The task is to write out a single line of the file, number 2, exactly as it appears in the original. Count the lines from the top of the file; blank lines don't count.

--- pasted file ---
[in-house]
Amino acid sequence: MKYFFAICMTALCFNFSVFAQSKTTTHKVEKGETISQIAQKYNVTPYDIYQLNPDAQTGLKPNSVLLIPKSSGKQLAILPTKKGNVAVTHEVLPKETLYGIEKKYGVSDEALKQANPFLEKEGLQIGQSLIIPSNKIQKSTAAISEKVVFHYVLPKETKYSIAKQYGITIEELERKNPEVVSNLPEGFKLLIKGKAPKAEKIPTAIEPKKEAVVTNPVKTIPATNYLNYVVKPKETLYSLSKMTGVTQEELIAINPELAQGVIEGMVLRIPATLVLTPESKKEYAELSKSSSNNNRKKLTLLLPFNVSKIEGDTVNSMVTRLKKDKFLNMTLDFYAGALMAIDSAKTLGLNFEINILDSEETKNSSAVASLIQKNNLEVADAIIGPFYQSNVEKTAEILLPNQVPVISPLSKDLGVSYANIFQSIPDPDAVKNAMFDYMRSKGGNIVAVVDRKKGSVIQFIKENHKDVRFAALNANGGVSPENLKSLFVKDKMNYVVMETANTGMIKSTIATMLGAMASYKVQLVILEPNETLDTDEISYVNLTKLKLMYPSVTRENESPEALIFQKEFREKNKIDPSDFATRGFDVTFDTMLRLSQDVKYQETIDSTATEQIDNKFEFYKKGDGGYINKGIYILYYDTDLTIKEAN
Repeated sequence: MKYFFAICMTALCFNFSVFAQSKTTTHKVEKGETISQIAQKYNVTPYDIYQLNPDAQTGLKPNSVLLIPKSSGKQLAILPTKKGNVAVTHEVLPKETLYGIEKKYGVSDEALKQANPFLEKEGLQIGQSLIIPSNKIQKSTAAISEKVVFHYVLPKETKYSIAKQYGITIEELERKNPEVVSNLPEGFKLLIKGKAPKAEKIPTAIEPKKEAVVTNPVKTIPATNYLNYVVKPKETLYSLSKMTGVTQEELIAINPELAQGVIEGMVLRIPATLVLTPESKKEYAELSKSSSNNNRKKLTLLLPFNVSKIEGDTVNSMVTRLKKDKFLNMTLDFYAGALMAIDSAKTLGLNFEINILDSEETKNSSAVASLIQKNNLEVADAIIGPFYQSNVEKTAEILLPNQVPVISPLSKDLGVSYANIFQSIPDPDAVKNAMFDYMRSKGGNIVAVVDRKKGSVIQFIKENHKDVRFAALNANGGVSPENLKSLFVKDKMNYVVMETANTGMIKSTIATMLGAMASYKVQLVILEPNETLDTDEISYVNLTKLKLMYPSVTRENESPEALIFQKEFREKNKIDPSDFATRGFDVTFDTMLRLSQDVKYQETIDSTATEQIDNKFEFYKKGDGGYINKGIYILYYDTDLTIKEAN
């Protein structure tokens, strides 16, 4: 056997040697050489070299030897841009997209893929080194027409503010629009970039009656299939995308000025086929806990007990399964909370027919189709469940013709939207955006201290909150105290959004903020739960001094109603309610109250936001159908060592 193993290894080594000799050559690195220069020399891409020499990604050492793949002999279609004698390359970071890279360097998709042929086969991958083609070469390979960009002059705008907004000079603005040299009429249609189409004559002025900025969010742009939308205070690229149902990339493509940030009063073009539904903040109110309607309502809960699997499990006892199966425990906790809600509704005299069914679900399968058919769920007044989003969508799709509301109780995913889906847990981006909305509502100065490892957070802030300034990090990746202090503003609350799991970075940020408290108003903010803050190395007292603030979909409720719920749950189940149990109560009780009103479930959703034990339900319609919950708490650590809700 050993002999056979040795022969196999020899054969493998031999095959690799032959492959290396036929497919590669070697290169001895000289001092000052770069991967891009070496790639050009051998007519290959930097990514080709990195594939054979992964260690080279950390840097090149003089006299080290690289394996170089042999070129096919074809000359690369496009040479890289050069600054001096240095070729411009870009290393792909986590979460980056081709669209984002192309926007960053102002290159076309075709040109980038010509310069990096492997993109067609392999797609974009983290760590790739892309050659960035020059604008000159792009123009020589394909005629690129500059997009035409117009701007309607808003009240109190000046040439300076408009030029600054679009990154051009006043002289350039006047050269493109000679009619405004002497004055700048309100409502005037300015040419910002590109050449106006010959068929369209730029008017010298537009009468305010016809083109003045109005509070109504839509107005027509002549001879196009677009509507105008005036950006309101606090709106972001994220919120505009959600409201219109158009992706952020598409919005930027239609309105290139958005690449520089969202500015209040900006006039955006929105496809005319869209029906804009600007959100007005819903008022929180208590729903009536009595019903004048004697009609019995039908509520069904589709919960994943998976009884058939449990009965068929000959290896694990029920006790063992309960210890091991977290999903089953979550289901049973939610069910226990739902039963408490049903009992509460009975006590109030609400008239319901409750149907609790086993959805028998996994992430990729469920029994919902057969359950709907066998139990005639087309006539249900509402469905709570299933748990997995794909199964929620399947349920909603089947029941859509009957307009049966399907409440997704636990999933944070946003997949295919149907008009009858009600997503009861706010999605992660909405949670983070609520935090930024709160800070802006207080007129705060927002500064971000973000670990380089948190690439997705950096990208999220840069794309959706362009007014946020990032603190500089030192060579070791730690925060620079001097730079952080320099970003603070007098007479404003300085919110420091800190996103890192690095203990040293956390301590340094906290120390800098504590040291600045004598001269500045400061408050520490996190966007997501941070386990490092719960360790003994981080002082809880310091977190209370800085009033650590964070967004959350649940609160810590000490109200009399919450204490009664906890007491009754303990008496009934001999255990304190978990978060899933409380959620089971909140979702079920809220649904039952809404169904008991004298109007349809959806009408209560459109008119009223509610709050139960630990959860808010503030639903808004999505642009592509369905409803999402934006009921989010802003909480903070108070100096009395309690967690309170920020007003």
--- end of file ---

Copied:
Amino acid sequence: MKYFFAICMTALCFNFSVFAQSKTTTHKVEKGETISQIAQKYNVTPYDIYQLNPDAQTGLKPNSVLLIPKSSGKQLAILPTKKGNVAVTHEVLPKETLYGIEKKYGVSDEALKQANPFLEKEGLQIGQSLIIPSNKIQKSTAAISEKVVFHYVLPKETKYSIAKQYGITIEELERKNPEVVSNLPEGFKLLIKGKAPKAEKIPTAIEPKKEAVVTNPVKTIPATNYLNYVVKPKETLYSLSKMTGVTQEELIAINPELAQGVIEGMVLRIPATLVLTPESKKEYAELSKSSSNNNRKKLTLLLPFNVSKIEGDTVNSMVTRLKKDKFLNMTLDFYAGALMAIDSAKTLGLNFEINILDSEETKNSSAVASLIQKNNLEVADAIIGPFYQSNVEKTAEILLPNQVPVISPLSKDLGVSYANIFQSIPDPDAVKNAMFDYMRSKGGNIVAVVDRKKGSVIQFIKENHKDVRFAALNANGGVSPENLKSLFVKDKMNYVVMETANTGMIKSTIATMLGAMASYKVQLVILEPNETLDTDEISYVNLTKLKLMYPSVTRENESPEALIFQKEFREKNKIDPSDFATRGFDVTFDTMLRLSQDVKYQETIDSTATEQIDNKFEFYKKGDGGYINKGIYILYYDTDLTIKEAN